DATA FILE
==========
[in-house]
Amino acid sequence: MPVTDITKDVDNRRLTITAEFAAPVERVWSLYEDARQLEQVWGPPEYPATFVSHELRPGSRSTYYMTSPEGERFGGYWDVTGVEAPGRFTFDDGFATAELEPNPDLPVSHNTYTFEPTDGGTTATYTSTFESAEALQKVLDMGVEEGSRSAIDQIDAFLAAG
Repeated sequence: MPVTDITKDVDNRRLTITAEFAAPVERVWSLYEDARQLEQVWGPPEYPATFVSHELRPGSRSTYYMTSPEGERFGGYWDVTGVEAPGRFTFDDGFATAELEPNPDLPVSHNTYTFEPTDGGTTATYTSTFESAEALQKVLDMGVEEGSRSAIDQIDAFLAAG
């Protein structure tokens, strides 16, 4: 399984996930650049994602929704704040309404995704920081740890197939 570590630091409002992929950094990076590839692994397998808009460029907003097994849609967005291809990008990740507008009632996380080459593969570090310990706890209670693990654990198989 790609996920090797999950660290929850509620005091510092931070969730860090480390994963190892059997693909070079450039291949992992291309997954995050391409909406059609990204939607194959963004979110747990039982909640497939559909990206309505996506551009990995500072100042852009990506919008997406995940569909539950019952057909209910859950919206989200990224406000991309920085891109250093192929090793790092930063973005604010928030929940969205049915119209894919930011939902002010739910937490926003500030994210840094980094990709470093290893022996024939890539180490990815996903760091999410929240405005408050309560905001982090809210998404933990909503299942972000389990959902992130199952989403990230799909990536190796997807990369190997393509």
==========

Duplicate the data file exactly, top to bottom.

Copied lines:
[in-house]
Amino acid sequence: MPVTDITKDVDNRRLTITAEFAAPVERVWSLYEDARQLEQVWGPPEYPATFVSHELRPGSRSTYYMTSPEGERFGGYWDVTGVEAPGRFTFDDGFATAELEPNPDLPVSHNTYTFEPTDGGTTATYTSTFESAEALQKVLDMGVEEGSRSAIDQIDAFLAAG
Repeated sequence: MPVTDITKDVDNRRLTITAEFAAPVERVWSLYEDARQLEQVWGPPEYPATFVSHELRPGSRSTYYMTSPEGERFGGYWDVTGVEAPGRFTFDDGFATAELEPNPDLPVSHNTYTFEPTDGGTTATYTSTFESAEALQKVLDMGVEEGSRSAIDQIDAFLAAG
């Protein structure tokens, strides 16, 4: 399984996930650049994602929704704040309404995704920081740890197939 570590630091409002992929950094990076590839692994397998808009460029907003097994849609967005291809990008990740507008009632996380080459593969570090310990706890209670693990654990198989 790609996920090797999950660290929850509620005091510092931070969730860090480390994963190892059997693909070079450039291949992992291309997954995050391409909406059609990204939607194959963004979110747990039982909640497939559909990206309505996506551009990995500072100042852009990506919008997406995940569909539950019952057909209910859950919206989200990224406000991309920085891109250093192929090793790092930063973005604010928030929940969205049915119209894919930011939902002010739910937490926003500030994210840094980094990709470093290893022996024939890539180490990815996903760091999410929240405005408050309560905001982090809210998404933990909503299942972000389990959902992130199952989403990230799909990536190796997807990369190997393509």